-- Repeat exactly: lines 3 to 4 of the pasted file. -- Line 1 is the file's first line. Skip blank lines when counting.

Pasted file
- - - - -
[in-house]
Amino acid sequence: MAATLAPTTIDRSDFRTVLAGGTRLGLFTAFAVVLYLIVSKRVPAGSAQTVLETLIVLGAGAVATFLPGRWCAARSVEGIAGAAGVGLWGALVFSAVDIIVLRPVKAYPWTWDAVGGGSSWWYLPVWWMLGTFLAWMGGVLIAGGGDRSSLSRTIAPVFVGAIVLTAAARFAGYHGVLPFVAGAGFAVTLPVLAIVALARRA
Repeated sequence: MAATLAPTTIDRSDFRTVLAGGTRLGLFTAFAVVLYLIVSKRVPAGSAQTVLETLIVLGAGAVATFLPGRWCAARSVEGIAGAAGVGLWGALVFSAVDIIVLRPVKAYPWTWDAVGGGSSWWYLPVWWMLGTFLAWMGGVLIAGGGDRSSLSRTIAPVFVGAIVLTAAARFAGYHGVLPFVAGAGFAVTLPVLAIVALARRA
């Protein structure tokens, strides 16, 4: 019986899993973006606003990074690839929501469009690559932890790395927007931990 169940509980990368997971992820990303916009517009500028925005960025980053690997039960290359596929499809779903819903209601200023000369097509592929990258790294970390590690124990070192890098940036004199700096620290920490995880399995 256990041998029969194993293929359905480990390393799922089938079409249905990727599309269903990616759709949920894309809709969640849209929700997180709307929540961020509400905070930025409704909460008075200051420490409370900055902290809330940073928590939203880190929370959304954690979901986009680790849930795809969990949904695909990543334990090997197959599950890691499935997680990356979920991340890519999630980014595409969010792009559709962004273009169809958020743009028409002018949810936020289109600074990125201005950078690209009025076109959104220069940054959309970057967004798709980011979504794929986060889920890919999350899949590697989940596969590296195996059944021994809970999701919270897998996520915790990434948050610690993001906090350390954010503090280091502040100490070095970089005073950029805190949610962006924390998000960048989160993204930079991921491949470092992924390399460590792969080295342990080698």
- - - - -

Repeated sequence: MAATLAPTTIDRSDFRTVLAGGTRLGLFTAFAVVLYLIVSKRVPAGSAQTVLETLIVLGAGAVATFLPGRWCAARSVEGIAGAAGVGLWGALVFSAVDIIVLRPVKAYPWTWDAVGGGSSWWYLPVWWMLGTFLAWMGGVLIAGGGDRSSLSRTIAPVFVGAIVLTAAARFAGYHGVLPFVAGAGFAVTLPVLAIVALARRA
């Protein structure tokens, strides 16, 4: 019986899993973006606003990074690839929501469009690559932890790395927007931990 169940509980990368997971992820990303916009517009500028925005960025980053690997039960290359596929499809779903819903209601200023000369097509592929990258790294970390590690124990070192890098940036004199700096620290920490995880399995 256990041998029969194993293929359905480990390393799922089938079409249905990727599309269903990616759709949920894309809709969640849209929700997180709307929540961020509400905070930025409704909460008075200051420490409370900055902290809330940073928590939203880190929370959304954690979901986009680790849930795809969990949904695909990543334990090997197959599950890691499935997680990356979920991340890519999630980014595409969010792009559709962004273009169809958020743009028409002018949810936020289109600074990125201005950078690209009025076109959104220069940054959309970057967004798709980011979504794929986060889920890919999350899949590697989940596969590296195996059944021994809970999701919270897998996520915790990434948050610690993001906090350390954010503090280091502040100490070095970089005073950029805190949610962006924390998000960048989160993204930079991921491949470092992924390399460590792969080295342990080698």